Vendors and other third-party partners have caused some big data breaches. Here is how to keep it from happening to you.
Millions of accounts were accessed with username and password combinations stolen in unrelated breaches.
Over 68,000 people are affected.
And 37 percent don't have enough highly-skilled staff, a recent survey found.
Although the bank says it 'successfully defended against the attack,' personal banking services were inaccessible for several hours.
The unencrypted drives held names, addresses, birthdates, Social Security numbers, member ID numbers and health information.
And 80 percent said that kind of uncertainty presents a high or very high risk to that data, a recent survey found.
And 39 percent have suffered a data breach or failed a compliance audit due to security issues in the past year alone, a recent survey found.
1,400 university employees' W-2 tax forms were accessed.
For U.S. businesses, the average cost of spear phishing was $1.8 million over the last 12 months alone, a recent survey found.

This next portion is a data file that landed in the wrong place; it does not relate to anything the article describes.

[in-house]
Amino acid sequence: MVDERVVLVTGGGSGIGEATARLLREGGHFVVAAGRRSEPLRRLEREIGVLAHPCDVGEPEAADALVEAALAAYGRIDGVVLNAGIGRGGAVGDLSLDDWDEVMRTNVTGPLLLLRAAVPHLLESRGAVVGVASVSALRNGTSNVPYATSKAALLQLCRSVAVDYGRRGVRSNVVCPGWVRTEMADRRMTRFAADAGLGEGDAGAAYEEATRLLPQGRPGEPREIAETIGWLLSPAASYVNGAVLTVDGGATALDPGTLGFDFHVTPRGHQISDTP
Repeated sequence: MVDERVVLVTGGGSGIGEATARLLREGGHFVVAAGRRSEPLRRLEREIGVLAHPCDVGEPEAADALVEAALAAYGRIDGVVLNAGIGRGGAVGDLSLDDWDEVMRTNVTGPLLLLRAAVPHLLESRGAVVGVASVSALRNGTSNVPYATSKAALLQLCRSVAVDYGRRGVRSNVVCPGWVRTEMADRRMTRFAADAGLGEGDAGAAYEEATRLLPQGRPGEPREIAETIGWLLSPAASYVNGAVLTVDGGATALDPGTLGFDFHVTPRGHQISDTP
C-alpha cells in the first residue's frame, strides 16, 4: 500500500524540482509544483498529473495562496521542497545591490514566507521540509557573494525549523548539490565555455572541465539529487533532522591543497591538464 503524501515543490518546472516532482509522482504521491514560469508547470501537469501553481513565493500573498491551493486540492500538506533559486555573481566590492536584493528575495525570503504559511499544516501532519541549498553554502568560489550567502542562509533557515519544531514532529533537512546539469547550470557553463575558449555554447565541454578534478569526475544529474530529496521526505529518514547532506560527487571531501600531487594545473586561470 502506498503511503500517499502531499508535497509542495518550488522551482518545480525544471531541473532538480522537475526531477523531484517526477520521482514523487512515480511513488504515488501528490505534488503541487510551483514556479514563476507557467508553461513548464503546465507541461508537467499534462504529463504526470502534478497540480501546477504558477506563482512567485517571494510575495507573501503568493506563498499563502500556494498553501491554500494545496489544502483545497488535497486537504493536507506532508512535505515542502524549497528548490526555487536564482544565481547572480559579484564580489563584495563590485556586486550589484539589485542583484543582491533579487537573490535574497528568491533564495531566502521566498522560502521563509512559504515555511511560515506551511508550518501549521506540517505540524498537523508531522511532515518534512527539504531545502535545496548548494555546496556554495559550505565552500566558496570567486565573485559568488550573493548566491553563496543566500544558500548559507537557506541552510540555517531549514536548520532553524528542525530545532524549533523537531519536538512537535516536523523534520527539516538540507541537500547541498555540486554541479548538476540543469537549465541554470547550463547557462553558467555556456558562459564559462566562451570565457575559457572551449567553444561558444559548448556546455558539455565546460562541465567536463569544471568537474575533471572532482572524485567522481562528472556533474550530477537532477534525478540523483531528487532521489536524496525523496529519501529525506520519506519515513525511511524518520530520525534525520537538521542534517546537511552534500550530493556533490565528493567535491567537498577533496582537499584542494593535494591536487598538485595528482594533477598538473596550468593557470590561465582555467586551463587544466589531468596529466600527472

Only 31 percent are confident in their ability to detect those attacks, a recent survey found.
A stolen laptop and a breach at a third-party vendor caused the data breaches.
Credit and debit card information was taken from hotel restaurants, spas, golf shops, parking, front desks and sales offices.
The company says an undisclosed number of customers' tax returns 'may have been opened or printed.'
Almost 60,000 patients' protected health information may have been exposed as a result of three incidents.
And 83 percent support requiring companies to notify customers within 30 days of the discovery of a breach, according to a recent ISACA survey.
Only 4 percent plan to decrease security spending over the same time period, a recent survey found.
Linode has reset all user passwords, and Time Warner Cable says as many as 320,000 customers' email passwords may have been stolen.
The group, New World Hacking, claims the DDoS attack exceeded 600 Gbps.
66 percent already use authentication methods beyond passwords, a recent survey found.
Still, only 69 percent know what people do with their company's critical value data after accessing it, a recent survey found.
'My immediate reaction was disbelief,' researcher Chris Vickery said.
It's not yet clear how many of the company's 627 properties worldwide are affected.
186,261 minors are affected, according to Sanrio.
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